"He says that there is no evidence of blood shown to be on the clothes of the accused. Now, that is true. The Crown leads no evidence of blood on the clothes of the accused that it can produce. Now, there are possibilities about that. The learned Crown Prosecutor invites you to say that if there were blood on his clothes, he has got rid of it in some way, either by getting rid of the clothes or by washing them, or something of that nature. Learned defence counsel says the absence of any proof of blood on the clothes of the accused or any suggestion that any of his clothes were missing can lead you to the conclusion that, really, there was no blood on his clothes, and that that raises an hypothesis consistent with innocence, in so far as if he killed the girl you would expect that there would be blood on his clothes. You heard what the doctor had to say. The doctor indicated that there would be no spurting of blood. Dr Ashby said there might be some blood spread by the movement of the instrument that was used to kill the girl as it was swung backwards and forwards, but you wouldn't expect a spurting of blood in that regard. Some blood obviously might drop down because of the quantity of it, but whether or not that is a factor that the defence has raised which means something in this total equation is for you to decide. Its weight is for you to decide. Certainly it is the case that no evidence of blood had been shown to be on his clothes.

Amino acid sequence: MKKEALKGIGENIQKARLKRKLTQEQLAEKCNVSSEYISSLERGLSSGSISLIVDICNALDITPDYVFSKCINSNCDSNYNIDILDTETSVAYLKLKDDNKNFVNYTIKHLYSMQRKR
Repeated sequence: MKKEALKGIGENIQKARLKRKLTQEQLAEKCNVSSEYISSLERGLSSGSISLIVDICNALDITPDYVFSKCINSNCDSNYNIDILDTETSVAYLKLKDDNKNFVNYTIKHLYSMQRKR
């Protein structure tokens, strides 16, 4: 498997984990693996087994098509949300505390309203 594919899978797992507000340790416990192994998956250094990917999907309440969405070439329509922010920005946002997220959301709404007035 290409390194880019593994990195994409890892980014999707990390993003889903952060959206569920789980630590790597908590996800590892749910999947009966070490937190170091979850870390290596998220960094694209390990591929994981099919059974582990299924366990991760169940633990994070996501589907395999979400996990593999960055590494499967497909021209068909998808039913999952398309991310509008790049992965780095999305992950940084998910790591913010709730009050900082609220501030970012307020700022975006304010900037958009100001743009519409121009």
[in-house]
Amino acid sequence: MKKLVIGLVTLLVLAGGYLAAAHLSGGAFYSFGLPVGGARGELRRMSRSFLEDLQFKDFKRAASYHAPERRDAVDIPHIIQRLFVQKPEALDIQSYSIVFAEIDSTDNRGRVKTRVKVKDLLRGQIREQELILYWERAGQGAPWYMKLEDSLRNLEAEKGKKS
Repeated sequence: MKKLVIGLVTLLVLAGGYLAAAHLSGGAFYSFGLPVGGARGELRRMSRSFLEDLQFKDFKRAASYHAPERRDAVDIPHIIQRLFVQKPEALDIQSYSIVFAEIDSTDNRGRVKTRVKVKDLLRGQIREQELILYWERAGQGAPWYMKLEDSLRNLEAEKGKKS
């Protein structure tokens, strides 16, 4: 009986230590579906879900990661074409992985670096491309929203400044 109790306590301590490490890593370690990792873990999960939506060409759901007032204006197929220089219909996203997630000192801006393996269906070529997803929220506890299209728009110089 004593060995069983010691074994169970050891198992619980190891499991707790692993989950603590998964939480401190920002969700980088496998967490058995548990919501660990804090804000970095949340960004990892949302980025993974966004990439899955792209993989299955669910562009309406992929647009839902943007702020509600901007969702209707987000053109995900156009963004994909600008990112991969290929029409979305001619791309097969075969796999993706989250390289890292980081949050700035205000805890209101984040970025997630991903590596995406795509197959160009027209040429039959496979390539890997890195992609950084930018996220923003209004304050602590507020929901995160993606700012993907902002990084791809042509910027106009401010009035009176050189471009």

In respect of the blood on the items and on the boot lid which defence counsel referred to, he pointed out there was no estimate of the time at which that blood was on those and, indeed, he pointed out to you in respect of the blanket and so forth, the location of the blood was not indicated."

After telling the jury to "act upon the basis that there is clear evidence that there was blood ... which matched [the deceased] on the Chux cloth and on the blanket ..." which were in the boot of the appellant's car, his Honour instructed the jury not to "go looking for the distribution of it" or, he had earlier said, the quantity. He then continued: